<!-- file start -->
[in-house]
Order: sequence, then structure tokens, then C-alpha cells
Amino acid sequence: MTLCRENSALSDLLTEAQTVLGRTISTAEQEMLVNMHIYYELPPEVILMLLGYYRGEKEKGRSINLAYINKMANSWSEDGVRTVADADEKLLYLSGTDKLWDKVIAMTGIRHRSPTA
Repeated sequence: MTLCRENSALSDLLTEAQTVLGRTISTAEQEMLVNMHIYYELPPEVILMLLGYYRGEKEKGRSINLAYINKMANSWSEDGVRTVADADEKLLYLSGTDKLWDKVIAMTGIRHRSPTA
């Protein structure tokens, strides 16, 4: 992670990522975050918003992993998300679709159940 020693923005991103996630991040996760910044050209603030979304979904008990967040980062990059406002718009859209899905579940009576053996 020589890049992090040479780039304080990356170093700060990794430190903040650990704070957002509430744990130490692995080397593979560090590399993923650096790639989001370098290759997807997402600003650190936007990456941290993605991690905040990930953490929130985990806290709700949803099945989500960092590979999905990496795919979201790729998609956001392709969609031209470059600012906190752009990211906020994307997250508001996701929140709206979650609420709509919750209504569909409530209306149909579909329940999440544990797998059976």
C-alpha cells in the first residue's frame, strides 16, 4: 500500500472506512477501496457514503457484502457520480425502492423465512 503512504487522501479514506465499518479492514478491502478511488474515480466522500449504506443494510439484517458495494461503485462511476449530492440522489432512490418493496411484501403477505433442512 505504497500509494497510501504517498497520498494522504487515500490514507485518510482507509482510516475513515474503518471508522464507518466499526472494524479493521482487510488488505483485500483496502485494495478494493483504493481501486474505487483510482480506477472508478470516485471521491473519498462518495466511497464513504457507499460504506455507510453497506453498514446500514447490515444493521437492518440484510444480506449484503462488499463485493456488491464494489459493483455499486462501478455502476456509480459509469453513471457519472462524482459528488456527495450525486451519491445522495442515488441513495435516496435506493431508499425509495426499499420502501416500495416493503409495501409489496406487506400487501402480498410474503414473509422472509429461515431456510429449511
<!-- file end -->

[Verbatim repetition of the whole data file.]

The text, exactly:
[in-house]
Order: sequence, then structure tokens, then C-alpha cells
Amino acid sequence: MTLCRENSALSDLLTEAQTVLGRTISTAEQEMLVNMHIYYELPPEVILMLLGYYRGEKEKGRSINLAYINKMANSWSEDGVRTVADADEKLLYLSGTDKLWDKVIAMTGIRHRSPTA
Repeated sequence: MTLCRENSALSDLLTEAQTVLGRTISTAEQEMLVNMHIYYELPPEVILMLLGYYRGEKEKGRSINLAYINKMANSWSEDGVRTVADADEKLLYLSGTDKLWDKVIAMTGIRHRSPTA
């Protein structure tokens, strides 16, 4: 992670990522975050918003992993998300679709159940 020693923005991103996630991040996760910044050209603030979304979904008990967040980062990059406002718009859209899905579940009576053996 020589890049992090040479780039304080990356170093700060990794430190903040650990704070957002509430744990130490692995080397593979560090590399993923650096790639989001370098290759997807997402600003650190936007990456941290993605991690905040990930953490929130985990806290709700949803099945989500960092590979999905990496795919979201790729998609956001392709969609031209470059600012906190752009990211906020994307997250508001996701929140709206979650609420709509919750209504569909409530209306149909579909329940999440544990797998059976």
C-alpha cells in the first residue's frame, strides 16, 4: 500500500472506512477501496457514503457484502457520480425502492423465512 503512504487522501479514506465499518479492514478491502478511488474515480466522500449504506443494510439484517458495494461503485462511476449530492440522489432512490418493496411484501403477505433442512 505504497500509494497510501504517498497520498494522504487515500490514507485518510482507509482510516475513515474503518471508522464507518466499526472494524479493521482487510488488505483485500483496502485494495478494493483504493481501486474505487483510482480506477472508478470516485471521491473519498462518495466511497464513504457507499460504506455507510453497506453498514446500514447490515444493521437492518440484510444480506449484503462488499463485493456488491464494489459493483455499486462501478455502476456509480459509469453513471457519472462524482459528488456527495450525486451519491445522495442515488441513495435516496435506493431508499425509495426499499420502501416500495416493503409495501409489496406487506400487501402480498410474503414473509422472509429461515431456510429449511